#9. Go Tech, or Go Home. For every woman who has a line of handmade jewelry, or eco-sourced fashion made from recycled milk cartons, or sells home-baked cookies door to door, I am telling you that you are sitting on a goldmine. There is a blockchain supply chain waiting to happen, a boundary-busting ICO, a meme that’s just about to go viral… you just need to take the leap. Think about how your idea can scale. Think about what you would do if you weren’t the skilled craftsperson putting it all together, but instead, The CEO. Could your cookie recipe out-Blue Apron Blue Apron? Could your fashion outlet make the leap from niche to next big thing? Could you design your fashion line so that every bell, bauble, stone, and trinket on a necklace is sourced sustainably from start to finish? Because that might be your differentiator. That might be the difference between having an Etsy page and being the next Etsy. Think about these things, and don’t aim low.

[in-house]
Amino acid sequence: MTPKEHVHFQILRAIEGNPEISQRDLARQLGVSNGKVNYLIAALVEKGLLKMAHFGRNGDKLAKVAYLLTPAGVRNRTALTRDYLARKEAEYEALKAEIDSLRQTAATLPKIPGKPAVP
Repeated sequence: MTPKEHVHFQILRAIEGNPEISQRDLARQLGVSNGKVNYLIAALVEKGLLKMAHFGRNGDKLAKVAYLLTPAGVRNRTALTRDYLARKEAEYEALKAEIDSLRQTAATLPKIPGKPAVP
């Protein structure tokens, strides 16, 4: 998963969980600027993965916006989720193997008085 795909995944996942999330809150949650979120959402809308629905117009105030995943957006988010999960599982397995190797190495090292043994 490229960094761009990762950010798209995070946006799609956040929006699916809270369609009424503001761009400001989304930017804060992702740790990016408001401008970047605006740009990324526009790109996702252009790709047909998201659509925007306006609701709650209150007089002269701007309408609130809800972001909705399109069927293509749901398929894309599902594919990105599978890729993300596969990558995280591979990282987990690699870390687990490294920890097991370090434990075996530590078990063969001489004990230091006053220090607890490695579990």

#10. Have fun. Seriously, I mean it. Why are you even doing this thing if it isn’t fun? It should be fun. Every moment will not fun, but there should be something awesome and badass about each and every single day. That’s why you’re here, after all. Shhhh, don’t spoil it for the rest of us.

Tess Gadwa founded tech company, Yes Exactly, Inc., now approaching its tenth anniversary. She is the founder of and the current acting Program Director at, a not-for-profit, data-driven Coronavirus relief portal.



Athena Talks

Product Architect at, a startup dedicated to creating better user experiences for data driven applications.